Monday, 27 October 2008
Madison Ballroom (Hilton DeSoto)
In the late evening and early morning hours of 16-17 October 2007, a pair of supercell thunderstorms developed south of Amarillo, Texas and moved northeast across southern portions of Randall County. Although severe thunderstorms are not unheard of in the Texas Panhandle in autumn, the unusual aspect of this event is that both storms exhibited strong low-level rotation and featured hook echo signatures, prompting WFO Amarillo to issue tornado warnings for both storms shortly after midnight. However, based upon damage surveys of the tracks of both mesocyclones, only one of the storms produced a tornado, which was continuous for 20 minutes during its nearly 12 mile, up to 300 yard wide, path across southern Randall County.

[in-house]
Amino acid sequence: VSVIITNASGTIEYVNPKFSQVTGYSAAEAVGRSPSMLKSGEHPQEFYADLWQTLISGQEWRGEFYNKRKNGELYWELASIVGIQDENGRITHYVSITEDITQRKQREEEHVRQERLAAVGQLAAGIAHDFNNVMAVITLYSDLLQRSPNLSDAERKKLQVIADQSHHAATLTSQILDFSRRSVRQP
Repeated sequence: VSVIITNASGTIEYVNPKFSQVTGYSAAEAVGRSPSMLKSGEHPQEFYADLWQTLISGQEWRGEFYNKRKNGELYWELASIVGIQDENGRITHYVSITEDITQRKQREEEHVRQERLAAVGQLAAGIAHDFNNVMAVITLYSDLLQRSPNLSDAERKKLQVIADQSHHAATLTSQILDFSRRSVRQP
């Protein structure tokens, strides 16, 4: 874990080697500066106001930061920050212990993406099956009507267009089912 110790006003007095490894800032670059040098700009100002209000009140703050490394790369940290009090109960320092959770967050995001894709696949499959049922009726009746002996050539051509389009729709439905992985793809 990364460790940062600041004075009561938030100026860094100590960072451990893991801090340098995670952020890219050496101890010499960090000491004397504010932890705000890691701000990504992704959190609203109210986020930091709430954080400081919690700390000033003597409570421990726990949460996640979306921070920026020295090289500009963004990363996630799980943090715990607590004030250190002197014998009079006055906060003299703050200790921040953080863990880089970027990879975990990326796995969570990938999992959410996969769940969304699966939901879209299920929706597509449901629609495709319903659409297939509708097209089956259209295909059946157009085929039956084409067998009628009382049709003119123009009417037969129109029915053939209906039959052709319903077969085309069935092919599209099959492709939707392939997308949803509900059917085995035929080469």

The proximity of these storms to the Amarillo WSR-88D afforded a more thorough analysis of these two storms than is often possible. Apart from a summary of the weather conditions that led to the generation of the storms, this paper will examine, and highlight differences in, the structure of the two storms as depicted by radar imagery, to present some potential considerations for future tornado warning decisions.
Supplementary URL: http://home.comcast.net/~matthew.kramar/Kramar%20and%20Jordan%2024SLS%20manuscript.pdf
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